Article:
Mom of 4 kids: Mrs. Starr, do you plan to write a blog about 13 Reasons Why?
My funny friend since when we were 12 is calling me Mrs. Starr. She’s adorable.
Me: I wasn’t planning on it. There's tons online and my student newspaper is covering it. I don't think I have anything to add to the conversation. I'm not a fan of the book though. I discussed it with three of my classes and reviews were very mixed but passionate.
Mom of 4 kids: It reminded me of the overdose of [girl we went to school with]. Who remembers that? In middle school she took a ton of pain killers and went to the hospital.
Teen suicide is not a new issue. Teenagers feeling like adults aren’t listening isn’t new either. Neither is teenagers feeling alone, misunderstood and in pain.
Mom of 2 kids, middle school counselor: I am up to my eyeballs in 13 Reasons. These are topics that are close to my everyday job. All of our middle school kids are watching it and I would highly recommend they do not. It is not appropriate for that age. I think the show is a double edged sword. If you haven't watched it as a parent I think you should.
Reading what our kids are reading is one of the best ways I know to connect with our children. I wanted to discuss a book with my mom when I was in high school and she said she didn’t remember the details. I felt dismissed. I wanted to connect and she deflected. Teenagers talk to us so little – it is on us to seize any and all opportunities we are given.
Mom of 4 kids: Lots of kids are watching it alone when parents aren't around.
This is true. Pretty much every student I talked to has read it, seen the show, or knew enough to have opinions.
Me: I read the book last week. I need to watch the show but don't want to. I didn't like the book. What I'm hearing from my students is they think the issue of suicide needs much more attention. They feel like adults aren't teaching/listening/helping/talking about it. But lots of them think the story glamorizes and fetishizes suicide. My students also felt the adult writer had given very few options for teenagers to be. The broad, rough stereotypes do not adequately portray the complex nature of the teen mind and the roles they inhabit. Teenagers hate being oversimplified.
Mom of 2 kids, middle school counselor: I do not like the following messages that I got from it: glorified suicide; made it seem like no one does their job or cares about students (There are some sucky educators but I call pretty much every single parent of a kid I talk to as a heads up if concerned. We have strict protocols too); very intense scenes about rape (2) and well as graphic suicide; also my daughter was like, why didn't Hannah talk to anyone until the end? She talked to the tapes but that was too late; lack of discussion about mental illness. I do like: that conversations about these topics are being had; it shows kids that their actions impact others.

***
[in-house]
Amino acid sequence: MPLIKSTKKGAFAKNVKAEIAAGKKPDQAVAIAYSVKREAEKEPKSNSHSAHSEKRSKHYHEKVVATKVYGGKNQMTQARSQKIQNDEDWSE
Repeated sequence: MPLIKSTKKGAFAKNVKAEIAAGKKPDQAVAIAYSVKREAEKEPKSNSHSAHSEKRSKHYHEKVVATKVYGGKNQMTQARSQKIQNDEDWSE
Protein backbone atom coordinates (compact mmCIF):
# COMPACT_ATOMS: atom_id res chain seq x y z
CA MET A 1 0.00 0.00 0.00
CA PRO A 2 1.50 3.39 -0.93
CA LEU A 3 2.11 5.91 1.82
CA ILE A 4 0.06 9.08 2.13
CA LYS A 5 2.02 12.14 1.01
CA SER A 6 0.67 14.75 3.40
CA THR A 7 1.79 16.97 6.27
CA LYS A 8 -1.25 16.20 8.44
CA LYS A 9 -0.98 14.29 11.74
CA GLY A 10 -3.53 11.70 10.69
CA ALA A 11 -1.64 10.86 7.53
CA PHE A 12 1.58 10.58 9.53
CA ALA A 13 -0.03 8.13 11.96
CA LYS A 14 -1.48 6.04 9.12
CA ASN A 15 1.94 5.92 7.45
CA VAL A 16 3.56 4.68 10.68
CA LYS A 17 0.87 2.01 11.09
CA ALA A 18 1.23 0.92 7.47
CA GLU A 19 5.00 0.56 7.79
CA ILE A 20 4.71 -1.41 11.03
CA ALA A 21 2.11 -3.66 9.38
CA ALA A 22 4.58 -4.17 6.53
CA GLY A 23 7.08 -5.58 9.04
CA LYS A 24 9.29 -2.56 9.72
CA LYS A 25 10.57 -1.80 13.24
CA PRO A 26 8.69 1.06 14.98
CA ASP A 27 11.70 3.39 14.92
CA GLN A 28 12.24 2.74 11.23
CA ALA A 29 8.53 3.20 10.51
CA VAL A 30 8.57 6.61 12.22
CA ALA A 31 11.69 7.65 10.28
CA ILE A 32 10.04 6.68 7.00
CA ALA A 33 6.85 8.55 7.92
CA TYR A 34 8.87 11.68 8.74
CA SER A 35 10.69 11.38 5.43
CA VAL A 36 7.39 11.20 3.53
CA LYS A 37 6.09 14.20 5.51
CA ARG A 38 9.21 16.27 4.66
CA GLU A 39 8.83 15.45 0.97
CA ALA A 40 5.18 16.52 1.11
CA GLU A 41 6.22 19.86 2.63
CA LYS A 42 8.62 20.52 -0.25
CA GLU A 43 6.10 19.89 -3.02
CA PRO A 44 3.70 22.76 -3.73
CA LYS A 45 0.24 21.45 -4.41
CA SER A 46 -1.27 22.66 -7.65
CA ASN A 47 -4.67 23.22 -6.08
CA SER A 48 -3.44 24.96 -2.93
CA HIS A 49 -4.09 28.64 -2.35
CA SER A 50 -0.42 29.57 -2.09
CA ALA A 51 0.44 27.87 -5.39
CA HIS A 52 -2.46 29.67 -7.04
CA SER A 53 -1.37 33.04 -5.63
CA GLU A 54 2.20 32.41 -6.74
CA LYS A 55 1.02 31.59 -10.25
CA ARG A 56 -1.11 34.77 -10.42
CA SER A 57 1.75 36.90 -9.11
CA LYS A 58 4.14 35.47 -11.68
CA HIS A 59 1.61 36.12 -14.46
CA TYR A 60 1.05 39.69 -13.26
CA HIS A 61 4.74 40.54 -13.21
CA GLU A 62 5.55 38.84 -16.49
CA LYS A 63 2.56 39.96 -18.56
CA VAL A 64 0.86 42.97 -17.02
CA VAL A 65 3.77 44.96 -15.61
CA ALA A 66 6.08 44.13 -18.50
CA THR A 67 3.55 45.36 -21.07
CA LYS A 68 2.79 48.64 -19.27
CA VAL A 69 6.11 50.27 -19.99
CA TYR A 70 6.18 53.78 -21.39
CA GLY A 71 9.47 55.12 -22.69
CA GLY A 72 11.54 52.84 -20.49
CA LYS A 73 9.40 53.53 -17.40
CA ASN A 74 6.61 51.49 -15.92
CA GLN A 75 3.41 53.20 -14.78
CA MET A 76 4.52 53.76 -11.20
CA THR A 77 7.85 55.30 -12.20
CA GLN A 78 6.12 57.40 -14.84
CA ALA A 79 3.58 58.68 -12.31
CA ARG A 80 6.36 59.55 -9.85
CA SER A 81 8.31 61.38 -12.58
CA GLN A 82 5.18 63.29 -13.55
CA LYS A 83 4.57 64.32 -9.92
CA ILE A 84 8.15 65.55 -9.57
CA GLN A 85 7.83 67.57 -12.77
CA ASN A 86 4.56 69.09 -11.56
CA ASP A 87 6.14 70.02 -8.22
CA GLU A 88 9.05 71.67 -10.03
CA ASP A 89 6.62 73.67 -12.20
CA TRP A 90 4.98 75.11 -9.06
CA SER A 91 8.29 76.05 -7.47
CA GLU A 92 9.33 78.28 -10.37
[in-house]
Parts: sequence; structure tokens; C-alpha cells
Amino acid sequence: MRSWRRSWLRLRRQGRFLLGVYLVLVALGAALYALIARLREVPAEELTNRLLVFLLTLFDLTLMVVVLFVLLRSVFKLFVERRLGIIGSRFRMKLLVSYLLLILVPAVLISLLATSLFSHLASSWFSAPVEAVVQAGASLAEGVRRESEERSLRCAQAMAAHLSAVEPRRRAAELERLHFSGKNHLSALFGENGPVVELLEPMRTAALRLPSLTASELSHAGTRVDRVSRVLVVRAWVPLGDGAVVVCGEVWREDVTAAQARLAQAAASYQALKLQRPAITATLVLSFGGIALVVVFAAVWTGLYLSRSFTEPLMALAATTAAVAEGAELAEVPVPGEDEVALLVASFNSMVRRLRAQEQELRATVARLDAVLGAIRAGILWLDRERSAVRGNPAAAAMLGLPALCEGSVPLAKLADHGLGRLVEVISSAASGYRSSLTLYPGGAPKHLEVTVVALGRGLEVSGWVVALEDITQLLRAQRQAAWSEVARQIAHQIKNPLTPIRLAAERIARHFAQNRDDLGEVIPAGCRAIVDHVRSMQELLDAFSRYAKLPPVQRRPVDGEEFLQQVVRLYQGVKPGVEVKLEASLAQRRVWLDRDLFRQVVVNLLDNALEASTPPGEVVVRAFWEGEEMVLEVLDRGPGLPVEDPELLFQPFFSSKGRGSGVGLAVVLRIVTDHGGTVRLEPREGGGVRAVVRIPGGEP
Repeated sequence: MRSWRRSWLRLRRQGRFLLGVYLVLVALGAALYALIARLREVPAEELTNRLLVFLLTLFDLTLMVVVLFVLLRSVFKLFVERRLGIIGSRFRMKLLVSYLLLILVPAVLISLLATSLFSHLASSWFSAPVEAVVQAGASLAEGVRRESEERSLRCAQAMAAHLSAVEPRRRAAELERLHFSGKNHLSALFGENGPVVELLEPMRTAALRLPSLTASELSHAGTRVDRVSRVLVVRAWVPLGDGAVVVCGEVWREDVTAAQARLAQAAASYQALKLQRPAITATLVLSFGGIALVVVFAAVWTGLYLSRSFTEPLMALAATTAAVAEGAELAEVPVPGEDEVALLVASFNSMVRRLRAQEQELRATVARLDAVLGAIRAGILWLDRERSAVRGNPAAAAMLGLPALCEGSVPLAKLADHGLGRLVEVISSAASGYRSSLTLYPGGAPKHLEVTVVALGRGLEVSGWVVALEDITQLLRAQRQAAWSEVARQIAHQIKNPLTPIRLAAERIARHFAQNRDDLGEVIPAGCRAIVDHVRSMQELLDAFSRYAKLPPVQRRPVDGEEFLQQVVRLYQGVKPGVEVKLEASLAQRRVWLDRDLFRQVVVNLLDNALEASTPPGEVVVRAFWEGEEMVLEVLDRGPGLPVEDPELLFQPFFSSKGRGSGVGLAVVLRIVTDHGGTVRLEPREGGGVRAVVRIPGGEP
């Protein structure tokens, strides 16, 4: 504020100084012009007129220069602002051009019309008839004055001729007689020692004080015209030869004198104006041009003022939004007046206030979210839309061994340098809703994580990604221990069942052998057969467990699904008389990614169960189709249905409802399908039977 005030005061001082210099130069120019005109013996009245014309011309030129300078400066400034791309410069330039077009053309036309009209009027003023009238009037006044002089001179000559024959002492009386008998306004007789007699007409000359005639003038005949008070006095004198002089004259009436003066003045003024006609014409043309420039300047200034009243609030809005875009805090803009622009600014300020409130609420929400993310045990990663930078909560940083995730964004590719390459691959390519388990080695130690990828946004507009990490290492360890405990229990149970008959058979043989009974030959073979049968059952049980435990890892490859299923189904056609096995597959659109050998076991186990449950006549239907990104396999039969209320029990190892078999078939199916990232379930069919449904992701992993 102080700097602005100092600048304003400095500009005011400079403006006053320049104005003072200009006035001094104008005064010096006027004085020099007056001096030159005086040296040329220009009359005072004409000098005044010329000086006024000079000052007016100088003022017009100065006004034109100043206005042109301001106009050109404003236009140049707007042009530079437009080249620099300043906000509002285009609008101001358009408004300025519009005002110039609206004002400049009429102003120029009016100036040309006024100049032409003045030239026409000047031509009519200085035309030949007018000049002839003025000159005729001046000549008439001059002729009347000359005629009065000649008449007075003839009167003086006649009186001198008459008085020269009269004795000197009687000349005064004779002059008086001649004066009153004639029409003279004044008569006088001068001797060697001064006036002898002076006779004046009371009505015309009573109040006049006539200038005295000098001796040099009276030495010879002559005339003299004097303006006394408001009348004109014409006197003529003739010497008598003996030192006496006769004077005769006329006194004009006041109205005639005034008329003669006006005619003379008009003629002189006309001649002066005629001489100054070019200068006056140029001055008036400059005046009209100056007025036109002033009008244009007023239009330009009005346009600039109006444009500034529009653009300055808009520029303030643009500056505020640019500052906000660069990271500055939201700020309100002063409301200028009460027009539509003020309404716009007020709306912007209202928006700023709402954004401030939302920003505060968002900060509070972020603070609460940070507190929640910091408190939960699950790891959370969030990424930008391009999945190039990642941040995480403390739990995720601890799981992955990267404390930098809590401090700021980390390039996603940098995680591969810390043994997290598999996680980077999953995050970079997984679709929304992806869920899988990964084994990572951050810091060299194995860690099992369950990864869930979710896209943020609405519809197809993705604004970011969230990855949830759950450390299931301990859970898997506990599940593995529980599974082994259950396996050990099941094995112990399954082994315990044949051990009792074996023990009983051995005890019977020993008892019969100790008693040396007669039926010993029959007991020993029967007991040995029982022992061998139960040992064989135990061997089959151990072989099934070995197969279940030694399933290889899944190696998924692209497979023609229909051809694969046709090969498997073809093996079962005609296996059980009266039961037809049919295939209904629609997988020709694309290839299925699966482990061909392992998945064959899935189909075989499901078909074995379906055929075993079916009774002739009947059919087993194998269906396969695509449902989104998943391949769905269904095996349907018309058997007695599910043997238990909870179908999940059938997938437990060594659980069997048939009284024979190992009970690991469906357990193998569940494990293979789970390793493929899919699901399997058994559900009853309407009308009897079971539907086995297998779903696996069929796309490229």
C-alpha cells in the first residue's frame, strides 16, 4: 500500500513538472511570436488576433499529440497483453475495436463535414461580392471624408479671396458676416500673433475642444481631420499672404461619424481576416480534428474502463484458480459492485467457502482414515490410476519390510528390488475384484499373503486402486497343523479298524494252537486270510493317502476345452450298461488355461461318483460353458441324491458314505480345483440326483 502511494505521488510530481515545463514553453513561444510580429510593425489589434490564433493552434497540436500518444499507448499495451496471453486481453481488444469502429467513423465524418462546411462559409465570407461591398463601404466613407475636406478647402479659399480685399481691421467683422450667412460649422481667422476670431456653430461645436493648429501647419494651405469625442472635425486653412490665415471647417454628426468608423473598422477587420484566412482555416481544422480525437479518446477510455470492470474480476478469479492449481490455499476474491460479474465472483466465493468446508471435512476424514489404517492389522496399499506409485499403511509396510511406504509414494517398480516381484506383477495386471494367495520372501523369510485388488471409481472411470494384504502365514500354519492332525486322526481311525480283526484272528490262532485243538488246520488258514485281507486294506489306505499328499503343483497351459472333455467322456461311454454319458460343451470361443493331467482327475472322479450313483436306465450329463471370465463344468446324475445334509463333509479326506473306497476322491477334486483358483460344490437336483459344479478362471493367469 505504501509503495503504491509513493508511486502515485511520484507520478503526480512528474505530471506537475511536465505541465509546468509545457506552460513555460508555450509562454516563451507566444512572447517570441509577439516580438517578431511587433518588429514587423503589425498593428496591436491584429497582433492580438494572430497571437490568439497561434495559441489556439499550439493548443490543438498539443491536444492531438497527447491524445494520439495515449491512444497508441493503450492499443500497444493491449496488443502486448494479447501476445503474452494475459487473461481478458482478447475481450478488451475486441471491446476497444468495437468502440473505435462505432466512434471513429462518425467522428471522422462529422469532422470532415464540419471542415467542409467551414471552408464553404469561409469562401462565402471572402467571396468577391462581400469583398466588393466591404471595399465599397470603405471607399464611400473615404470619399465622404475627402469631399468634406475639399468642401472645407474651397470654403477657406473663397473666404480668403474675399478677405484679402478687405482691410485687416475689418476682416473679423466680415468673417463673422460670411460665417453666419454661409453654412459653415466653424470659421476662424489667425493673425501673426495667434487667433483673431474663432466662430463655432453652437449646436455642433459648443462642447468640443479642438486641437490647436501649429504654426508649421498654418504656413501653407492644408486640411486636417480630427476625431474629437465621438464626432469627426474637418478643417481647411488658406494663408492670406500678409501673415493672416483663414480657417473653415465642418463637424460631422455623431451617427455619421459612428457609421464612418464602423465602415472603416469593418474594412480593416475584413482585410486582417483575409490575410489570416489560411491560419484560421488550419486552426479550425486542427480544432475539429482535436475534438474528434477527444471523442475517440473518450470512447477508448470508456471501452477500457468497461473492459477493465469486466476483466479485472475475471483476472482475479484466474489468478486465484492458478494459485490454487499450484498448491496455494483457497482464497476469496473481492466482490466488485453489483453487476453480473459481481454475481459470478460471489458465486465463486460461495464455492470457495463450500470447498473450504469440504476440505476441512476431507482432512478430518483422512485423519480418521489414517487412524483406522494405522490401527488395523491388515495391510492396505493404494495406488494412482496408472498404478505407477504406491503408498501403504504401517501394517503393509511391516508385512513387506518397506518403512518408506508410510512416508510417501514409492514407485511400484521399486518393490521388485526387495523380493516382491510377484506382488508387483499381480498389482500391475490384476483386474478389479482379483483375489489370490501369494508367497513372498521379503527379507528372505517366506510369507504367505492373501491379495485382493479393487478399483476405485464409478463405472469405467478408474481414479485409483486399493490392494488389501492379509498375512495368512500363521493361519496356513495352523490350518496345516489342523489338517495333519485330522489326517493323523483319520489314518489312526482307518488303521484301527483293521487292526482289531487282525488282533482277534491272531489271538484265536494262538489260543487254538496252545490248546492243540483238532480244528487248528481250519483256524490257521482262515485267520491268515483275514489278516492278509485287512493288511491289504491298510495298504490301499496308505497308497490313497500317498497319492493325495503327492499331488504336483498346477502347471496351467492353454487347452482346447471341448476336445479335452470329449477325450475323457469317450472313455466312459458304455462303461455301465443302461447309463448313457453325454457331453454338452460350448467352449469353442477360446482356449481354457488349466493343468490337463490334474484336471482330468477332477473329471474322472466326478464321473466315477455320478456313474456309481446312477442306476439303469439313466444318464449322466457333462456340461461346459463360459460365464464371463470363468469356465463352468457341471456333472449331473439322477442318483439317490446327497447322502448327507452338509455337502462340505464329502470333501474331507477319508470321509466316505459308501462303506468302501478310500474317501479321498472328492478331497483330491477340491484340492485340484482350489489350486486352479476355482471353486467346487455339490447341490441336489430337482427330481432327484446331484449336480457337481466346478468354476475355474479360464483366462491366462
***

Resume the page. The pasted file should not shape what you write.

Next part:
Me: I have all the same concerns. Plus as a work of literature I don't think it's well written. It’s manipulative to the reader, with heavy-handed imagery, and stilted syntax and diction even for a young adult text. I'm letting [daughter] read it at 14 but would not want [12-year-old daughter] to.
Mom of 2 kids, middle school counselor: [Daughter] is almost 16. I think that was a good age to read it but with me having conversations about it with her. One night we talked for three hours about it!! I think it will scare middle schoolers and actually I have had several 7th graders in my office recently discussing it.
Kids WANT to talk to us about this. Just because we are scared and don’t know what to say doesn’t mean we can abdicate this responsibility. If you don’t talk to you kids about it, know that they are talking about it already with their teachers and counselors and friends.
Mom of 2 kids, middle school counselor: The other issue that [daughter] was very responsive to was the amount of slut shaming that goes on now with boys. They want you to be pretty and easy but if you do you are a slut. If you don't you are a prude. Lots of comments about girls looks, their asses etc. she said that is commonplace.
Me: That's interesting. That issue didn't come up in my conversations with kids but maybe because groups were too big - whole class- so girls didn't feel comfortable about bringing it up.
Mom of 2 kids, middle school counselor: [Son] mentioned at [his all-boys school] that it is disgusting the way so many guys talk about girls’ looks and sex.
When the president talks about women in such objective terms, is it any surprise that others do too?
Mom of 3 teen girls: Meanwhile... some boy has been slut-shaming [daughter’s] BFF - who was dating her for nearly two years (they're 14), so [daughter] confessed to me last night that she approached him in the hall and told him that if he didn't stop, she was going to "beat his ass".
Me: Brave girl. You're raising them right.
Mom of 3 teen girls: So I told her to tell [husband] last night... and she voiced that she was telling us in case it got to the administrators and she got suspended for threatening him. [Husband] told her that if she's going to get suspended, make sure she makes it count. I'm raising thugs.
Me: Not thugs. Warriors
Mom of 3 teen girls: Yes. You're right. Warriors.
We must empower our daughters to defend themselves and those around them. If we don’t, no one else will. As my favorite toast says: To strong women – may be know them, may we raise them, may we be them.